It’s still too early to know the full human and economic impact of the COVID-19 pandemic, and our attention today is rightfully on caring for the sick, protecting the vulnerable, and preventing the disease’s continued spread.

The global business community is responding to the pandemic in real time, providing support for their staff, their suppliers, their contractors, their customers, and their communities. As an example, Just Capital is tracking responses from U.S. businesses.  

But eventually, we will need to begin to ponder the question: how will we rebuild once the crisis has passed? And how can we rebuild in a way that enables our systems to be more resilient, and just, in the future? We have learned not only that change is necessary, but that it is possible, and this will have an impact on every aspect of society: from global supply chains to community health programs to the very nature of work, policy, education, and everything in between.

The questions that I’m getting from BSR member companies today fall in between what’s the best immediate response and how do we drive systemic change. What do I do right now? How do I maintain my company’s commitment to our sustainability priorities? Will I lose executive attention or budget? How do I maintain momentum in such a volatile environment?

There is certainly no one-size-fits-all answer to these questions. That said, I have found that times of crises don’t change as much as they reveal the state of sustainability inside a business. For companies in which sustainability was already sidelined or was created mainly for public relations purposes without much real business integration, we can expect to see those commitments waver.

But for companies which are focused on material sustainability issues—those issues are only going to be more relevant moving forward. This is the time to pull out that materiality matrix—remember the specific ways that certain issues directly impact your business success and focus your efforts there. If you have integrated sustainability well, the case for a resilient strategy is being made for you. Today’s crisis is the pandemic, but tomorrow’s may be due to climate change, and sustainability teams can drive that connection and the strategies needed to prepare companies to succeed.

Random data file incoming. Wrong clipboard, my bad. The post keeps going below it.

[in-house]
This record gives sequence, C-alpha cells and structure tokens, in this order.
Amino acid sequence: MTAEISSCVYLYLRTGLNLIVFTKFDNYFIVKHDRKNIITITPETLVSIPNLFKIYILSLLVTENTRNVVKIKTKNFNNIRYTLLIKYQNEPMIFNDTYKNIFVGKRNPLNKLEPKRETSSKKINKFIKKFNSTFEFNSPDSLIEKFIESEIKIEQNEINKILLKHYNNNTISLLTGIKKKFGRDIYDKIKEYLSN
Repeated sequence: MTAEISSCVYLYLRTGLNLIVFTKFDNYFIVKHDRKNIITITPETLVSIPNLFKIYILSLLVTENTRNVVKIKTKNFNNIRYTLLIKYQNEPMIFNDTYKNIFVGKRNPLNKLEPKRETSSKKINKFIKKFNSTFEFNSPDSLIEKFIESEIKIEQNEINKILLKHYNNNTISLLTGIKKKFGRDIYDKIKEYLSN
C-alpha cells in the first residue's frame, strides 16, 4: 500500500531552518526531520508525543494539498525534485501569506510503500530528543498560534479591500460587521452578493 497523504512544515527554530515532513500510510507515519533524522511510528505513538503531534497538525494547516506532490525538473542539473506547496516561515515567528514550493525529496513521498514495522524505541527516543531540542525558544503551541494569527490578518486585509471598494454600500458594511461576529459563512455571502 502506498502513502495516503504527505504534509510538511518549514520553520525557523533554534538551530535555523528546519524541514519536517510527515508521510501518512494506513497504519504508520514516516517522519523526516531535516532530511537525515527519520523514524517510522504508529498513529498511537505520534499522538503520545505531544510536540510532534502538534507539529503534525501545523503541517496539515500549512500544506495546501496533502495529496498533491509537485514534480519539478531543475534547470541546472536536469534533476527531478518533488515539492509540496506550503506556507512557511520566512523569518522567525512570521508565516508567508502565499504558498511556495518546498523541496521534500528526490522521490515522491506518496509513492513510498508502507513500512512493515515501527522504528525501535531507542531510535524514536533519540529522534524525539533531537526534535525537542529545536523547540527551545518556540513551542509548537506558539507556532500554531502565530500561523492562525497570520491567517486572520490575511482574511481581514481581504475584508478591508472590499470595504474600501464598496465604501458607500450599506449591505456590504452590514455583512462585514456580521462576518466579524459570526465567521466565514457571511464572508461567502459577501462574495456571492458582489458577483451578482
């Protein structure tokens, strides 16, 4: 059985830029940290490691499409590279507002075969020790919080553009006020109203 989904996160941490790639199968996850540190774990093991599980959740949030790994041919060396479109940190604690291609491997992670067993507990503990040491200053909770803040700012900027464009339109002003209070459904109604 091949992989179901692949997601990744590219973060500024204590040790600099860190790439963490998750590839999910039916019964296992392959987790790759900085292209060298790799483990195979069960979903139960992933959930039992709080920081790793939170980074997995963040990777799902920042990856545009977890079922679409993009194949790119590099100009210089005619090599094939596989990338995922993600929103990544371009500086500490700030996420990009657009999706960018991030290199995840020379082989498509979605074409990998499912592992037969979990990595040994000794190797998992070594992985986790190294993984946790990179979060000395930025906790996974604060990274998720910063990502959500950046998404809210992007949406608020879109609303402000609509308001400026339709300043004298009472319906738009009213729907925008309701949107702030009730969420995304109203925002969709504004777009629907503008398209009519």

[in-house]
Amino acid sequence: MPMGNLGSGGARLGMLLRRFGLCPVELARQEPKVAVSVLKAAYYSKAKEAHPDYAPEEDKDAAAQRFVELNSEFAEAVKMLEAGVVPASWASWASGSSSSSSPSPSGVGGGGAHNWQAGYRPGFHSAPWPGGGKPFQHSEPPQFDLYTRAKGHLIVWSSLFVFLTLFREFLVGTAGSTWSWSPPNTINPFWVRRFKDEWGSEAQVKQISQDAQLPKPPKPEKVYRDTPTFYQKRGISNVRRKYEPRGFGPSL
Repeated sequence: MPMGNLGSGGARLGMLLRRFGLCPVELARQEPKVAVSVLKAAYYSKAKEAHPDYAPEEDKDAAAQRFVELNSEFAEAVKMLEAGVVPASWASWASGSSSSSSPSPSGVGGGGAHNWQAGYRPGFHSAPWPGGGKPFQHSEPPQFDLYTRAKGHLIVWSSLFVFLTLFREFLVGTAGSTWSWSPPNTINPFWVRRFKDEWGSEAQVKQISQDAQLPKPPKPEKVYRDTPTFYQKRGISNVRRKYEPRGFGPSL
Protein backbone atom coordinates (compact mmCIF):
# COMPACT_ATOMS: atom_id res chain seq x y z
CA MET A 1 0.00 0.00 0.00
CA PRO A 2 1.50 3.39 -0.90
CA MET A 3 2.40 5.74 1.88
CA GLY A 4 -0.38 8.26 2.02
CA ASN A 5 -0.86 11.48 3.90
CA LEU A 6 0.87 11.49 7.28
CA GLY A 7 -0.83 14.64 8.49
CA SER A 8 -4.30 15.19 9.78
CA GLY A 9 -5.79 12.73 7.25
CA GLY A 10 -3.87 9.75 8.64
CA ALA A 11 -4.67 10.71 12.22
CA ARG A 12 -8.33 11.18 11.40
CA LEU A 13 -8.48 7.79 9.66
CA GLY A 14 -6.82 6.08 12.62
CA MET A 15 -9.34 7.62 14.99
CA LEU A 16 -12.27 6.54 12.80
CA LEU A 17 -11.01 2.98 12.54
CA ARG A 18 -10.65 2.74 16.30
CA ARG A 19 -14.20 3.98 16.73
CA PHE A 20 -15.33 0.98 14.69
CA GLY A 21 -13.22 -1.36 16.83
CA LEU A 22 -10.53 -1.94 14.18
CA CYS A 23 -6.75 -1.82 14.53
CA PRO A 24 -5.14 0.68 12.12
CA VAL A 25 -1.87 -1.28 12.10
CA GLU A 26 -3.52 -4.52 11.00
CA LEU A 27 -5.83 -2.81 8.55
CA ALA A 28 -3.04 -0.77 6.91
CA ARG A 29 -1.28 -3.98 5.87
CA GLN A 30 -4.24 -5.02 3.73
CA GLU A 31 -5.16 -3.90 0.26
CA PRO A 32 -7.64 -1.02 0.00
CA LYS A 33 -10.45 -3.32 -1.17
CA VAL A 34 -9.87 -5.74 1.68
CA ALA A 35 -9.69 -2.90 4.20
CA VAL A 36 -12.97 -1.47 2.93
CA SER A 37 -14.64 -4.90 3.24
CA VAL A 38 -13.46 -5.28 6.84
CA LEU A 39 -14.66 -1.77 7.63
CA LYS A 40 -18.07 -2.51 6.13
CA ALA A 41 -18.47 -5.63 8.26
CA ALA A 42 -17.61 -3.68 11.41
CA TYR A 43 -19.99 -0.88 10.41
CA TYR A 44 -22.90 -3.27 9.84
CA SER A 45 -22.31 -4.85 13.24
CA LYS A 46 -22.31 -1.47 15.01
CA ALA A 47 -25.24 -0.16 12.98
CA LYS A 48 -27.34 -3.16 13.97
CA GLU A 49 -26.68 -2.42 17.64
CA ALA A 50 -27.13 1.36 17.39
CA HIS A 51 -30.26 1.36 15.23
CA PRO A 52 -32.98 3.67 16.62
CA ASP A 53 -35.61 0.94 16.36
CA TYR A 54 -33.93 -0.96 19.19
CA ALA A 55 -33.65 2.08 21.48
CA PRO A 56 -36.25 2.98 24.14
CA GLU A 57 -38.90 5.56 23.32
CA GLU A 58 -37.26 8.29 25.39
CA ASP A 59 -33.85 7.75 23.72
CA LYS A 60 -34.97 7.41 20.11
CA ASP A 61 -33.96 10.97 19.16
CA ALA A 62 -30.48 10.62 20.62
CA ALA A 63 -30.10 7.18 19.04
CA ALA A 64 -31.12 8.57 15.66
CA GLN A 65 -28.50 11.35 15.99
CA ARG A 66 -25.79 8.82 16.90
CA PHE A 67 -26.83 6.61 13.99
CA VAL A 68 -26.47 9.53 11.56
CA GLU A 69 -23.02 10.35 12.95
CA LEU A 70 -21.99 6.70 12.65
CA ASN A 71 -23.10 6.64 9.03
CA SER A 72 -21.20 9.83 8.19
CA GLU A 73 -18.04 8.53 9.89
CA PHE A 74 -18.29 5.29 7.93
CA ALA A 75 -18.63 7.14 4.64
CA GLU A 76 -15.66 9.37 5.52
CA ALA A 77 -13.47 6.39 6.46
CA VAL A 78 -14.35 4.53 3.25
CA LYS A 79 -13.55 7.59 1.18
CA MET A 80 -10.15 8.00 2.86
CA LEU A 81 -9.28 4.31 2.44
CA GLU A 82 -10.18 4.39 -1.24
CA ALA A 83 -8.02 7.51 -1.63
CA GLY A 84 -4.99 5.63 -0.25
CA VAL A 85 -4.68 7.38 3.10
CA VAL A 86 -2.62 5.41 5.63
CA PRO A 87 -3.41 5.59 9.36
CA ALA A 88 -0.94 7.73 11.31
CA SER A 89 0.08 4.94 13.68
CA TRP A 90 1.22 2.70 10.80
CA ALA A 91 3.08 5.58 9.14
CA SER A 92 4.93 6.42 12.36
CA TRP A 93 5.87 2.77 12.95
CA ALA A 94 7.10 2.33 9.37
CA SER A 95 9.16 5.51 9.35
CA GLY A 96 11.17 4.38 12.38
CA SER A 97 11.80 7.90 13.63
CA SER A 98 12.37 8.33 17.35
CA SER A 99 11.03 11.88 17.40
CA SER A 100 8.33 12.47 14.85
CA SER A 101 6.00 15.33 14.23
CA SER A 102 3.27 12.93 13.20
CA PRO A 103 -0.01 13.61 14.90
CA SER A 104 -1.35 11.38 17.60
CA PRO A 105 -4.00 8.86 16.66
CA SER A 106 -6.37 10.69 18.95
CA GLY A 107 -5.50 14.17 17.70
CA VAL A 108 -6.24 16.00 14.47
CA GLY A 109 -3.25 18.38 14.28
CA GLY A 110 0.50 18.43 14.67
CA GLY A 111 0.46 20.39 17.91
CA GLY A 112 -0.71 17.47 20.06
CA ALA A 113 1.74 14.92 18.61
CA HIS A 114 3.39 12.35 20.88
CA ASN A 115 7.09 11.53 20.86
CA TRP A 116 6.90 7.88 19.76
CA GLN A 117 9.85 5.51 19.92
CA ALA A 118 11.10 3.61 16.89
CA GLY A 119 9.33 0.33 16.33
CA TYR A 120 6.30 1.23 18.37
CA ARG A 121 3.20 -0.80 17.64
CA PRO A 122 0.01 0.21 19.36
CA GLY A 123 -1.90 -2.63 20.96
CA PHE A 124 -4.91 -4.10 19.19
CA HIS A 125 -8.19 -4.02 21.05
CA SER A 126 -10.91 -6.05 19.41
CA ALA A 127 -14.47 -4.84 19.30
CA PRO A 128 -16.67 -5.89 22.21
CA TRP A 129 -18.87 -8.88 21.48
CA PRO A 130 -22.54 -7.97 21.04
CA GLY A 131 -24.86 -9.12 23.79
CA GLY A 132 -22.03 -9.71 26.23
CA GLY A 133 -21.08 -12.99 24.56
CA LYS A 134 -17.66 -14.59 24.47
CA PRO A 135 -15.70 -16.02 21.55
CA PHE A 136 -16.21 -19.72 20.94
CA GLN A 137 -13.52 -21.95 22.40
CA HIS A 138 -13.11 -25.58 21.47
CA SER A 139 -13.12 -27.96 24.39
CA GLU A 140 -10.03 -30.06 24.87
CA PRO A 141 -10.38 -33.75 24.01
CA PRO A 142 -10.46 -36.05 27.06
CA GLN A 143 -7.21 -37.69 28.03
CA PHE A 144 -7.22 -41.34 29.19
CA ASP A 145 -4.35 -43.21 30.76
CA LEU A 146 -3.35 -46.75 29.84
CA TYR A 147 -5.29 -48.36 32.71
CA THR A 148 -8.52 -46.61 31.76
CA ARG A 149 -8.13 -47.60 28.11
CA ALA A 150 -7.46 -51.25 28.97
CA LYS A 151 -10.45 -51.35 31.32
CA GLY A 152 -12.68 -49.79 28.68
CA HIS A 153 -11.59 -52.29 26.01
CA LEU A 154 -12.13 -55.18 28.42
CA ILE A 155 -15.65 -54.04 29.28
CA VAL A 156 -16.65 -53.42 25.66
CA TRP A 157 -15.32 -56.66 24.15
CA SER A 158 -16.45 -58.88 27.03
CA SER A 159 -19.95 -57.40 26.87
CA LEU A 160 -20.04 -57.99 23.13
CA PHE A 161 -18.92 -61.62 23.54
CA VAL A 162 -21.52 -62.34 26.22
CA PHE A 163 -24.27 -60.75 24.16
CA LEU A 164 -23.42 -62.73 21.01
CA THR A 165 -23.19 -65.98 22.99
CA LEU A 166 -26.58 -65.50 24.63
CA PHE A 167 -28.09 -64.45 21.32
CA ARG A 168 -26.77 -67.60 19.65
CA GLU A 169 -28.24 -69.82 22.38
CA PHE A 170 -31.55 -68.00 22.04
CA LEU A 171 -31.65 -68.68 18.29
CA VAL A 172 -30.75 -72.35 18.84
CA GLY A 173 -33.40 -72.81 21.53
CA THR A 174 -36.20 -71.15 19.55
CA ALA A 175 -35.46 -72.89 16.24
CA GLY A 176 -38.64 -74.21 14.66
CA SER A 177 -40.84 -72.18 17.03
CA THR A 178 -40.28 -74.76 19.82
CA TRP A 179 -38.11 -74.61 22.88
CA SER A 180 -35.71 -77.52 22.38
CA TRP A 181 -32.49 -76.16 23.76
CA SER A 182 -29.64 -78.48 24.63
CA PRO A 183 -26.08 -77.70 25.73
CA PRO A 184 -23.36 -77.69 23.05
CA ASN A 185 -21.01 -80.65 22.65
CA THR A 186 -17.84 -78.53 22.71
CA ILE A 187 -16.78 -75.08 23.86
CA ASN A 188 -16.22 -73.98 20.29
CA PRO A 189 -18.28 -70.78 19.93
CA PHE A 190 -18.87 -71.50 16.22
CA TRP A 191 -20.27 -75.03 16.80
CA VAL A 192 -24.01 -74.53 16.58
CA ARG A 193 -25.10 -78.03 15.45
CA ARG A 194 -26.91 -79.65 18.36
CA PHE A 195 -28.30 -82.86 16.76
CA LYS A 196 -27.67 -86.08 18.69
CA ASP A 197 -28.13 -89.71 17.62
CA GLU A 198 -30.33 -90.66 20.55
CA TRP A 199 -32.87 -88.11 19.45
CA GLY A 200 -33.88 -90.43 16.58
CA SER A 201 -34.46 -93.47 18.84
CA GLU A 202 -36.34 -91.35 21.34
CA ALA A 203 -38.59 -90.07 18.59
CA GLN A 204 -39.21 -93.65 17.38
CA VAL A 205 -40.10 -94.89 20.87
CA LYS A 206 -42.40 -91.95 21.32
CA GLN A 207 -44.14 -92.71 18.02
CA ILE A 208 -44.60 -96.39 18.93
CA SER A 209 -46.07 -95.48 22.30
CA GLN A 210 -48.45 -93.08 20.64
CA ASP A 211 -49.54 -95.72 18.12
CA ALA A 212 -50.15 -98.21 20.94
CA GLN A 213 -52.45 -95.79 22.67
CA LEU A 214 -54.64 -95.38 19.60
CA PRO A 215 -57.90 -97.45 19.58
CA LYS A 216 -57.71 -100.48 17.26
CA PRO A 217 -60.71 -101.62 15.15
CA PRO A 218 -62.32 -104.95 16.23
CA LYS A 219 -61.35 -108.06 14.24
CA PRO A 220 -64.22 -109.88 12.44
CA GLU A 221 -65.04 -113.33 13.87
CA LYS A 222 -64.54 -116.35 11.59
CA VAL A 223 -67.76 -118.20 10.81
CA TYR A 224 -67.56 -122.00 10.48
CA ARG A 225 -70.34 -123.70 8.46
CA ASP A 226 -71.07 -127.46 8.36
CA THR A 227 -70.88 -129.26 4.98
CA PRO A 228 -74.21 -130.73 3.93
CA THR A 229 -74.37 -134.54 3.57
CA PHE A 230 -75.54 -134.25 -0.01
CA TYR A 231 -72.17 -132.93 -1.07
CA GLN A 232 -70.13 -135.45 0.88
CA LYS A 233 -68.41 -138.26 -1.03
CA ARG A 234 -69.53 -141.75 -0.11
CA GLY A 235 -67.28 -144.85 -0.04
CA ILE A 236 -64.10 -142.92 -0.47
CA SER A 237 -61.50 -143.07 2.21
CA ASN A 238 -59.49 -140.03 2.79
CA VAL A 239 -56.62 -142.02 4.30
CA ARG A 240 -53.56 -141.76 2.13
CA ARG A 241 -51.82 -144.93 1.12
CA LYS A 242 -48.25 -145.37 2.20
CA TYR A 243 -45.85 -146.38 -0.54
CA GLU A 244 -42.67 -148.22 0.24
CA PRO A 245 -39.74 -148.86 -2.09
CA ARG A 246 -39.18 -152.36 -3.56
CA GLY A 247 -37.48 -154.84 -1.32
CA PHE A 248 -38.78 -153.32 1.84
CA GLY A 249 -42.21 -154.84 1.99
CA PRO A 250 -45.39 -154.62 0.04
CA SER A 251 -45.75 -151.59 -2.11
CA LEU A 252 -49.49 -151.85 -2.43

Stakeholder expectations for businesses don’t disappear when things get hard—and stakeholders will remember which companies step up in times of crises and which don’t. 

Crises also breed innovation and emphasize the need for collaboration. Sustainability teams benefit from both. So, if you were struggling to get your company to pursue an industry solution or to completely change how a certain process is done, now is your time. Sustainability professionals will be leading experts inside their businesses to help navigate unexpected challenges and to drive the important changes needed in our global systems.

Our 2018 report Redefining Sustainable Business: Management for a Rapidly Changing World stated that the sustainability function should reimagine its role in four key ways that seem even more true today.


 
  • Value Creators: Identify opportunities to create business value and play a catalytic role in generating such opportunities.
  • Change Agents: Enhance and leverage organizational change and influence skills
  • Coalition Builders: Seek traction in the areas where the company has the most advanced and innovative thinking and adopt a more structured way of thinking about sustainability’s place in the organization.
  • Futurists: Identify long-term sustainability factors that drive risk and generate value; engage with the uncertainty, complexity, and volatility of how consumers, policy makers, and other key stakeholders respond to these long-term sustainability factors.

Sustainability functions would be well-served to think about these four roles and to more formally and informally embed them inside their organizational structures.

Finally, stakeholder expectations for businesses don’t disappear when things get hard—and stakeholders will remember which companies step up in times of crises and which don’t. 

And the parallels to a previous crisis are also becoming all too clear. I still have investors or NGOs bring up examples of which banks handled the 2008 financial crisis in a way that reinforced their ethics and integrity and which did not. We’ve already seen NGOs call for companies to be responsible for the impacts in their extended value chains, such as for displaced garment workers.  Employees at Amazon and GE have already walked out, either to protest how employees are treated or to demand that their company become part of the solution by making ventilators.

The year 2020 began with increasing expectations from investors about sustainability and long-term value, and in a time of general market volatility, it will be even more obvious to investors, customers, and employees which companies are well-positioned for the long-term. This is the role of the sustainability team, and this is your moment.